Hungarian Muslims ‘feel the hate’ as vote on migrants looms

Maja is no immigrant, she’s a Muslim convert. But in the febrile atmosphere in Hungary ahead of Sunday’s referendum on refugees, she says her religion has made her a target for abuse.

“We Hungarians are normally kind, friendly people. I don’t know what is happening to us, but something is really not right now,” the 33-year-old financial services employee told AFP.

“People say things all the time,” the mother-of-one said in a phone interview. “Once I was knocked off a bicycle by a driver who said ‘Why don’t you back to the desert!'”

Only this week she was assaulted in broad daylight at a petrol station. She leaves her headscarf in the car when she goes to work or parent-teacher meetings for the sake of her son.

Fellow convert Maria Nagy, standing at the counter of the Asian goods shop she runs with her Pakistani husband in the multi-cultural eighth district of Budapest, has had similar experiences.

“We feel the hate. On the tram, ticket controllers hassle me all the time because I wear the scarf, if I go to a restaurant people stare at me,” the 30-year-old said.

Their experiences are not shared by all Muslims in Hungary, but groups representing the 40,000-strong minority community say discrimination and race hate are on the rise.

Immigration is ‘poison’

The referendum is about whether Hungary will accept one of the European Union’s main responses to the continent’s migrant crisis, that of sharing refugees around the bloc via mandatory quotas.

Prime Minister Viktor Orban is backing a “No” vote and is almost certain to win, inflaming tensions with his western European partners which have heavily criticised his hardline anti-migrant nationalism.

Ignoring this, his government has plastered lampposts and billboards nationwide with posters linking immigration – which Orban calls “poison” – with terrorism and crime.

Zoltan Bolek, another convert and head of Hungary’s oldest Muslim group, the Hungarian Islamic Community set up in 1990, said this has further soured the ugly atmosphere.

“The coded message is that migrants are Muslims, who are terrorists or criminals. Also state media keeps putting out stories about anything a Muslim has done or is alleged to have done somewhere,” Bolek told AFP.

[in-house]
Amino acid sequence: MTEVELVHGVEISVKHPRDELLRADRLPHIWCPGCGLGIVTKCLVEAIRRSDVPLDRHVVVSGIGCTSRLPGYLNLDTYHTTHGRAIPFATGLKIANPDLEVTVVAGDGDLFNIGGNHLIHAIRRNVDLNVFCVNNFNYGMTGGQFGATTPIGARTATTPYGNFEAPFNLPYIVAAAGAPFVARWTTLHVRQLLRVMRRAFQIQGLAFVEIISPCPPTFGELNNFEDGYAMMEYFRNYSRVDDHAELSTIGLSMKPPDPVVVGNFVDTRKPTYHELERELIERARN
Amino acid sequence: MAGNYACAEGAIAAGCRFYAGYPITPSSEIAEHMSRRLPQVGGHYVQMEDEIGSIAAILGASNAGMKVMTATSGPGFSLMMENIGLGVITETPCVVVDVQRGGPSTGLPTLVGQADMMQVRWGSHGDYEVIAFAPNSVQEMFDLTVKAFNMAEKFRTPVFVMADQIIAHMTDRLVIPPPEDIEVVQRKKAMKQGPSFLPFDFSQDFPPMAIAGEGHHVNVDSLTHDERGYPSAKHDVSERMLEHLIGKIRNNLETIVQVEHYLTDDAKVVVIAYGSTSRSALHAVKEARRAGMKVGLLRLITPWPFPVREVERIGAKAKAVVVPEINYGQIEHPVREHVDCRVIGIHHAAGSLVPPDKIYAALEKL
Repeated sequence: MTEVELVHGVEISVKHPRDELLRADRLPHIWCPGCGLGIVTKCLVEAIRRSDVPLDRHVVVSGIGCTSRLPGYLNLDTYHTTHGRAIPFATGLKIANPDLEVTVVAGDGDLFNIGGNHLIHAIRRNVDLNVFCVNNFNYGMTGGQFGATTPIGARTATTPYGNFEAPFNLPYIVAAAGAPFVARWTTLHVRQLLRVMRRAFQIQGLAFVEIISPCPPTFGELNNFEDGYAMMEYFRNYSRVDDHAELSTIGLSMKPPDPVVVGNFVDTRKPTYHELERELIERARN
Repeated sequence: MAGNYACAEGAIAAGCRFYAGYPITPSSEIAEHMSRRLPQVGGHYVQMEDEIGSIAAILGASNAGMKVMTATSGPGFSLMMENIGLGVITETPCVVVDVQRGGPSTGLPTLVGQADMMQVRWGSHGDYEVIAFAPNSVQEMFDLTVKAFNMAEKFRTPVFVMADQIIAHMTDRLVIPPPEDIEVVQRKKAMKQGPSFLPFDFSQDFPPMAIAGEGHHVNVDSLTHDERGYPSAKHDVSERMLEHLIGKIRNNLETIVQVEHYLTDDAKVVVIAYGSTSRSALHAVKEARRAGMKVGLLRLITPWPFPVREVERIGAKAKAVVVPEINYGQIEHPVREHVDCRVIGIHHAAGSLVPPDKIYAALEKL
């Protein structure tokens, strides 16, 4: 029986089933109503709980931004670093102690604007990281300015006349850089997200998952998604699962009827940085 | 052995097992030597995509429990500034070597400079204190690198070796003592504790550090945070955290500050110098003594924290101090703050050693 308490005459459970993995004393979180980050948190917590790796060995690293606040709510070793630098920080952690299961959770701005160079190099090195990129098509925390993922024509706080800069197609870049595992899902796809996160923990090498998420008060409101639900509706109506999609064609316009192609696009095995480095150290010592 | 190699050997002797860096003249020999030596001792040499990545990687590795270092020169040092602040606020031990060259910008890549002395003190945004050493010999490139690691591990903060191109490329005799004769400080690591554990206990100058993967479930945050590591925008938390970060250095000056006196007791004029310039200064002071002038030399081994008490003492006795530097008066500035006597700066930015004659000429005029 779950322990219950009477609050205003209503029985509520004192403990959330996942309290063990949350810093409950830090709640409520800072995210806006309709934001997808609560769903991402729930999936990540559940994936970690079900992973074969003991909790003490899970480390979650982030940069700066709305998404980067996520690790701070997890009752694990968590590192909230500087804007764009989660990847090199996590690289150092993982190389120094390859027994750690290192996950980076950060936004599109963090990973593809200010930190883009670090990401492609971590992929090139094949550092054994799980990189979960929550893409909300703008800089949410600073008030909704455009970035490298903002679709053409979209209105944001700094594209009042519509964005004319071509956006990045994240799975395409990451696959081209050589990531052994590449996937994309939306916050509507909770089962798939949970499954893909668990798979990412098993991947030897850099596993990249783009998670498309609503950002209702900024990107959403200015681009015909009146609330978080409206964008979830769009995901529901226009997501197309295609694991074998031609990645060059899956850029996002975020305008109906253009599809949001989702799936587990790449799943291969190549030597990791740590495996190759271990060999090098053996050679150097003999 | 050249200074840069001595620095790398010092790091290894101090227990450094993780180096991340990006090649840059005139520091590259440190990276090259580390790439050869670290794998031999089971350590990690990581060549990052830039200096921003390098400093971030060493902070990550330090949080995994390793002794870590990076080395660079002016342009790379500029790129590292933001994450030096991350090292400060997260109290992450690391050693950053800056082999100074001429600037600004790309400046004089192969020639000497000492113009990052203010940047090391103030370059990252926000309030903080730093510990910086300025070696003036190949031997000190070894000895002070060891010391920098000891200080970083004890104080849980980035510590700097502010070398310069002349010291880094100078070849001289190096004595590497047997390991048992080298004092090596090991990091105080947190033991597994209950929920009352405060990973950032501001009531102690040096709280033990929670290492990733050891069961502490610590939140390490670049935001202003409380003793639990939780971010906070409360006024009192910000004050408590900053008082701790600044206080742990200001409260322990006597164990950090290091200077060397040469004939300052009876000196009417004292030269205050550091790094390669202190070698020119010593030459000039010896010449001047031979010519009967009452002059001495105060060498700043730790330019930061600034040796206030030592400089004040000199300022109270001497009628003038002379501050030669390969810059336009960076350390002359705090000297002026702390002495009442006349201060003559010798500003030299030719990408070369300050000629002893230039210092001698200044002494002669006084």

A letter he sent last week to Orban appealing for physical protection for mosques has gone unanswered so far.

“This is the situation where we have reached, people’s souls have been poisoned,” Bolek said.

‘Like the 1930s’

Zoltan Sulok, the softly-spoken president of Organisation of Muslims in Hungary, the larger of the two main religious groups, said that many in the community are children and grandchildren of 1980s immigrants, not new arrivals.

“They speak Hungarian, supported Hungary in the European football championships, what should they think if someone now tells them ‘Go Home’?” he said.

The prayer room in the Budapest Mosque – a large but nondescript building devoid of nameplate or minaret so as not to attract attention – has space for 2,000 worshippers, by far the largest of the city’s handful of mosques.

It gets 200-300 for Friday prayers but is full on festivals like Eid.

“Until now we lived quite peacefully, because we were not a political issue. But now we started to be,” he said. He even likens the situation to the 1930s, with migrants “dehumanised” by politicians and the media.

“It’s a very dangerous game that politicians are playing,” he said.

Portraying himself as the defender of Christian Europe against Islamisation, Orban says the EU has no right to “redraw Europe’s cultural and religious identity”.

He and other leaders in eastern Europe reject what they see as a failed experiment with multiculturalism in the West, pointing to social tensions and home-grown terrorism as the results.

But support in the referendum campaign sometimes comes from unlikely quarters.

Maher Zaki is a 43-year-old trader who arrived from Syria 25 years ago “with nothing, no money, no knowledge of the language”. He helped organise medical aid for Syrian migrants last year during the peak of the crisis.

“Orban’s policies protect my son and my family as well as Hungary,” Zaki, now fluent in Hungarian, told AFP in a Budapest cafe, referring to cases of Islamic State extremists arriving in Europe as asylum seekers.

“I don’t want to walk in town centres among people who might be about to kill and bomb innocent people.”

He added: “Of course there is huge propaganda against us, but if people come to live in my house, I accept them but I want to check who they are before they come through the door.”


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